which Oxfam have responded to it

0:14:210:14:28

suggests, does not suggest a

commitment to retain that the

0:14:280:14:34

problem as a whole, rather they

wished to leave this in Haiti and in

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the past. For example, the Dame

Barbara Stocking suggestion that

0:14:370:14:44

they did not help the authorities...

That suggests also a lack of respect

0:14:440:14:53

for Haiti and the rule of law in

Haiti.

She did not believe that the

0:14:530:14:57

police would be able to act, she saw

a country in the middle of an

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earthquake and fundamental chaos. If

she thought she did not want to put

0:15:040:15:07

people off from giving, and the best

way was to show the perpetrators out

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quietly, do you have any empathy or

understanding of that way of acting

0:15:130:15:19

for a charity to protect its main

efforts?

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At this moment I would like to point

out, as has been pointed out, a lot

0:15:260:15:32

of work goes on by Oxfam and other

charities is absolutely vital in

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places like Haiti and elsewhere but

in terms of those who did earnestly,

0:15:340:15:42

be it the individual donor or

states, would perhaps rather that

0:15:420:15:46

charities such as Oxfam were honest

and I think pushing it under the

0:15:460:15:53

carpet suggests that there might be

an unwillingness to look their

0:15:530:15:58

responsibility in the face, and in

cases such as in aid work...

I'm

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going to stop you there to bring in

Andrew Mitchell who has been

0:16:080:16:14

listening patiently. That is the

sense, shoving under the carpet and

0:16:140:16:19

trying to make it go quiet rather

than explaining what happened?

This

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is a shudderingly awful tale,

parable on every single level. --

0:16:240:16:33

terrible. And eclipse of the fact

that Oxfam is one of the most

0:16:330:16:37

brilliant humanitarian organisations

in the world. There are thousands

0:16:370:16:42

and thousands of very brave people

who work for Oxfam who will be

0:16:420:16:47

utterly distraught and horrified by

these stories today, recently I was

0:16:470:16:51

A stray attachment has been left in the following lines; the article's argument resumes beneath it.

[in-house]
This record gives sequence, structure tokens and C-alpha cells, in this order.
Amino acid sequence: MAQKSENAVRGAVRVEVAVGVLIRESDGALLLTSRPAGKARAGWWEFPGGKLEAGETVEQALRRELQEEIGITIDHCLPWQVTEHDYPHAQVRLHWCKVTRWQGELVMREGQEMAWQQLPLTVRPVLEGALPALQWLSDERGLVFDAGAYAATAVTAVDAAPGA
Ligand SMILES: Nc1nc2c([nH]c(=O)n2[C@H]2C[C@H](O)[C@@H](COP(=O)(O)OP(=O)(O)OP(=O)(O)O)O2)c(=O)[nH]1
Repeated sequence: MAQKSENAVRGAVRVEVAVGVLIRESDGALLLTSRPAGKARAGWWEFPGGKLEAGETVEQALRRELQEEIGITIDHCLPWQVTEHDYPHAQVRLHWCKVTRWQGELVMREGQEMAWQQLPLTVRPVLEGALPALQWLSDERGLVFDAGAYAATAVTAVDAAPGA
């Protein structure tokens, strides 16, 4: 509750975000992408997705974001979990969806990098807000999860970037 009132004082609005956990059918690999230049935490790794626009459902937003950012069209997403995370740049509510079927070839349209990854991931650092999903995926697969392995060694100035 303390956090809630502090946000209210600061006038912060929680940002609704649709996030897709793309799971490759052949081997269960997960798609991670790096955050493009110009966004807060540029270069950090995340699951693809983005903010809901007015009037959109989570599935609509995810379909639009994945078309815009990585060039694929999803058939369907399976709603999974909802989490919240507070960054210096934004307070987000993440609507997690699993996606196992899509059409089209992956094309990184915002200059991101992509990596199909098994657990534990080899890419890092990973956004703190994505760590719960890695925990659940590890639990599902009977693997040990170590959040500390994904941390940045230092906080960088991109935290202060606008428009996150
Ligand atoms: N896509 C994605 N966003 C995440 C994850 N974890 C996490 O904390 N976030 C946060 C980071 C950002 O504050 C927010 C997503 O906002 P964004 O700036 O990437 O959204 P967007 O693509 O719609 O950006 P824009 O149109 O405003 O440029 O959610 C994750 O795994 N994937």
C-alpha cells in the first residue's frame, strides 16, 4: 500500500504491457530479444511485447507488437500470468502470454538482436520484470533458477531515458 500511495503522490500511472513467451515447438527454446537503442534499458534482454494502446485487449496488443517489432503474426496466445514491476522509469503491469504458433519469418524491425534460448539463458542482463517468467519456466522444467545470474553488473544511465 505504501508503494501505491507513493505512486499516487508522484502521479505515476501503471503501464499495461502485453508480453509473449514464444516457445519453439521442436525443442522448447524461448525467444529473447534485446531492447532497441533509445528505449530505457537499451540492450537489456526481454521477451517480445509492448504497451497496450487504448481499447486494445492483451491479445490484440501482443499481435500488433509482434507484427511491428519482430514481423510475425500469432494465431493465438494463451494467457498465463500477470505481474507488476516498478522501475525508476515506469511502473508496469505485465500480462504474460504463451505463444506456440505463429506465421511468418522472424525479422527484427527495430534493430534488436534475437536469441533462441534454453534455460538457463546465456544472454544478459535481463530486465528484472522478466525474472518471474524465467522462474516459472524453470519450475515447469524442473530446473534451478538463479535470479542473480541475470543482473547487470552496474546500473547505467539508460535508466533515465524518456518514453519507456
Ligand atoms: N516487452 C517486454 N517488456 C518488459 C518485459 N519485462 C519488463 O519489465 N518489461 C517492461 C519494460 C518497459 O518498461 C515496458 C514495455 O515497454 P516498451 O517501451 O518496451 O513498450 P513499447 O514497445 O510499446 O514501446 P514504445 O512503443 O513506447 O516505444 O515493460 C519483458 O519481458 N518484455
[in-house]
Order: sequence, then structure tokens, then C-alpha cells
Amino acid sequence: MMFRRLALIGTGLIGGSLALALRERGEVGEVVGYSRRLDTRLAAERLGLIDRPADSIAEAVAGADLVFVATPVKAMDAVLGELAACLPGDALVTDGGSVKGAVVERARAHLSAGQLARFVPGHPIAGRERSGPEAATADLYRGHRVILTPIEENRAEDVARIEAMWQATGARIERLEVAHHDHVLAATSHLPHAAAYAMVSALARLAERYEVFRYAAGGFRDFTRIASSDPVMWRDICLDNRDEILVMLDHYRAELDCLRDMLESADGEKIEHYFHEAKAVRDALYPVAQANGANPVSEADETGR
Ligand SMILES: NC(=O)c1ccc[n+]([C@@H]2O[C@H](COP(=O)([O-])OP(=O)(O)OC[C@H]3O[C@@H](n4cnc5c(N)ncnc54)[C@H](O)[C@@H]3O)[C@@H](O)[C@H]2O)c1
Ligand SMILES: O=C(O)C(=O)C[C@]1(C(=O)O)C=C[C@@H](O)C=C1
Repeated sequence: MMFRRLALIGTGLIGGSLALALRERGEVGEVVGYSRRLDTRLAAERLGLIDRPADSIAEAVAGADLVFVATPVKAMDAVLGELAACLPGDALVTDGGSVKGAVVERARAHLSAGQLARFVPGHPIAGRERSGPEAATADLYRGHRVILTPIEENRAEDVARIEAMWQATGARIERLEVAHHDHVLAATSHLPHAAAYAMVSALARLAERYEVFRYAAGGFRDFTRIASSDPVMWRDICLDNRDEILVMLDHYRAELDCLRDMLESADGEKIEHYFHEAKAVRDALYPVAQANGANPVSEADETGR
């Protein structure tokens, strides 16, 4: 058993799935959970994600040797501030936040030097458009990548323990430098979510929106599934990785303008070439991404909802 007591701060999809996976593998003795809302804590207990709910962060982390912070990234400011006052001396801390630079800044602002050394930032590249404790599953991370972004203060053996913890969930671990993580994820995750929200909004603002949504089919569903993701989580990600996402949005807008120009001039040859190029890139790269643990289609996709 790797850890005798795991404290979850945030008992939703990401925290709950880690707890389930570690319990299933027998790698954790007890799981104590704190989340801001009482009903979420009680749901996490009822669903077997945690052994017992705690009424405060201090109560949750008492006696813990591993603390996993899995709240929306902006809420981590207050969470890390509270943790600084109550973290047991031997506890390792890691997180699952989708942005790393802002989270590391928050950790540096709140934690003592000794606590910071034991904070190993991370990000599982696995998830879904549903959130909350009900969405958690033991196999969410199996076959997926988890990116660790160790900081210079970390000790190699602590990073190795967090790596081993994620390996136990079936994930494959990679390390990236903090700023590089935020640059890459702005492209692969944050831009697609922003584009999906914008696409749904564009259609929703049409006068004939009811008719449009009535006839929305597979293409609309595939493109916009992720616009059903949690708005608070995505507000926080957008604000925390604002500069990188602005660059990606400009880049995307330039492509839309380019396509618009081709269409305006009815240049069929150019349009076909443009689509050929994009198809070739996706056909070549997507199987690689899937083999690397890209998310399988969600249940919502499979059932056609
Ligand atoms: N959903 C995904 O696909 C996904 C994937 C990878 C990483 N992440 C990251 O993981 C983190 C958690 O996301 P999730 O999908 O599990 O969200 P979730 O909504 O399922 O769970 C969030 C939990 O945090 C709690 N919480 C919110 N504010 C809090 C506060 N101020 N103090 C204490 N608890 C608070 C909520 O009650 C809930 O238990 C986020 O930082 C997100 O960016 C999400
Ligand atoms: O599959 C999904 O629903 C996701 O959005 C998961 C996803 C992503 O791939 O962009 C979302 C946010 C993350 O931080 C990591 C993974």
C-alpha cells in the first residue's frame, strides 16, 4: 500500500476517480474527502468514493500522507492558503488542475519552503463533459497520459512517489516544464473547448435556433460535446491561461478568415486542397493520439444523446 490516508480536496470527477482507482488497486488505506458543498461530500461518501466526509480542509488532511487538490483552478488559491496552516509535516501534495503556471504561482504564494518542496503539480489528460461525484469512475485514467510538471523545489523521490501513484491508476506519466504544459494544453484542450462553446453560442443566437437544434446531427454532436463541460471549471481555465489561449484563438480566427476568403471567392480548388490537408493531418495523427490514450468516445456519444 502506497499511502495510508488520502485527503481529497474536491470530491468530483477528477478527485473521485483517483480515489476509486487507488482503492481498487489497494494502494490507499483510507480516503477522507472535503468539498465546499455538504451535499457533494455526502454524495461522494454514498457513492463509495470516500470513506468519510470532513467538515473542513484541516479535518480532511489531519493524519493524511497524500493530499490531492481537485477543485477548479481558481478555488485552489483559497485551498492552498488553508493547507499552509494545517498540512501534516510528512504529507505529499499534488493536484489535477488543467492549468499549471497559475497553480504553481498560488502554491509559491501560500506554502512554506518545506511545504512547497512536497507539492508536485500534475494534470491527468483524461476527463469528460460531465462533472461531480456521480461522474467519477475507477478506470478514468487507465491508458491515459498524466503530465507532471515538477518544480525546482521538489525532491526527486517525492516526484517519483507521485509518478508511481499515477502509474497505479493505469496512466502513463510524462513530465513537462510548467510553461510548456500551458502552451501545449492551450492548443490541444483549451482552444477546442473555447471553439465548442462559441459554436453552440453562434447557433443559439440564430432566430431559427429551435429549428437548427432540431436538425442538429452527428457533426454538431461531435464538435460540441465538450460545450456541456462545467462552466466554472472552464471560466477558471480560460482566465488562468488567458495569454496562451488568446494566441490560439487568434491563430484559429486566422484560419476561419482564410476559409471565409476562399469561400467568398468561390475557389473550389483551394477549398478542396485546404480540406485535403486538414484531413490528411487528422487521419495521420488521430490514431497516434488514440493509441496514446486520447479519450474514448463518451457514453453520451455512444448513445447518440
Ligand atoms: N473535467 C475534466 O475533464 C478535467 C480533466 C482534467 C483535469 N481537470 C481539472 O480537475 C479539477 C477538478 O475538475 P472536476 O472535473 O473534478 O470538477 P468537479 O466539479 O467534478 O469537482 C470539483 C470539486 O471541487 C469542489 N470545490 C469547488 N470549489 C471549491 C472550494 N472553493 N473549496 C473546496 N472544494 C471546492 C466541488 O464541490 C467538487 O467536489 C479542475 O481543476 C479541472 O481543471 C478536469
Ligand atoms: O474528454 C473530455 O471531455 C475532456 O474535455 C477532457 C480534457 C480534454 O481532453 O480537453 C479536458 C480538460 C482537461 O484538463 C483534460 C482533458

in Yemen where Oxfam as an

organisation has probably kept alive

0:16:510:16:57

5000 desperate people.

Do you think

DfID is wrong in terms of whether

0:16:570:17:06

money goes.

They must be sure that

there is zero tolerance for this

0:17:060:17:09

sort of thing and certain there was

public confidence that there is zero

0:17:090:17:13

tolerance. It is important that DfID

carries out that task so it can say

0:17:130:17:19

to the taxpayer and the public, we

know this money is really well spent

0:17:190:17:22

and the only way to do that is to

ensure you have a totally

0:17:220:17:27

transparent exercise now.

Were you

ever made aware of this kind of

0:17:270:17:32

sexual exploitation amongst charity

workers, at Oxfam when you were

0:17:320:17:37

Secretary of State?

I don't know

whether I knew about this particular

0:17:370:17:40

case, I can't be sure, but there

were cases, particularly involving

0:17:400:17:45

the United Nations, where this sort

of thing had happened. And in such

0:17:450:17:51

cases I was always very concerned to

ensure that the proper procedures

0:17:510:17:54

were followed and that if the police

needed to be called in, if there

0:17:540:17:59

were regulatory issues, they were

all thoroughly dealt with. On this

0:17:590:18:03

particular case I cannot remember at

this remove whether or not I knew

0:18:030:18:09

about it.

You don't recall

specifically hearing Oxfam?

No, I

0:18:090:18:13

don't, but that doesn't mean it did

not come up because there were, as I

0:18:130:18:18

say, similar cases with United

Nations peacekeeping soldiers which

0:18:180:18:24

was every bit as horrific because of

the protection issues involved. And

0:18:240:18:28

on those occasions I certainly did

everything I could as a minister to

0:18:280:18:33

ensure they were properly

investigated and the people who had

0:18:330:18:36

behaved badly were brought to

account.

You remembered the UN, you

0:18:360:18:41

would have remembered Oxfam or other

British charities if they had come

0:18:410:18:47

up?

I think I probably would but I

don't want to suggest in any way

0:18:470:18:51

that Oxfam hid it from the

department or from me at that time.

0:18:510:18:55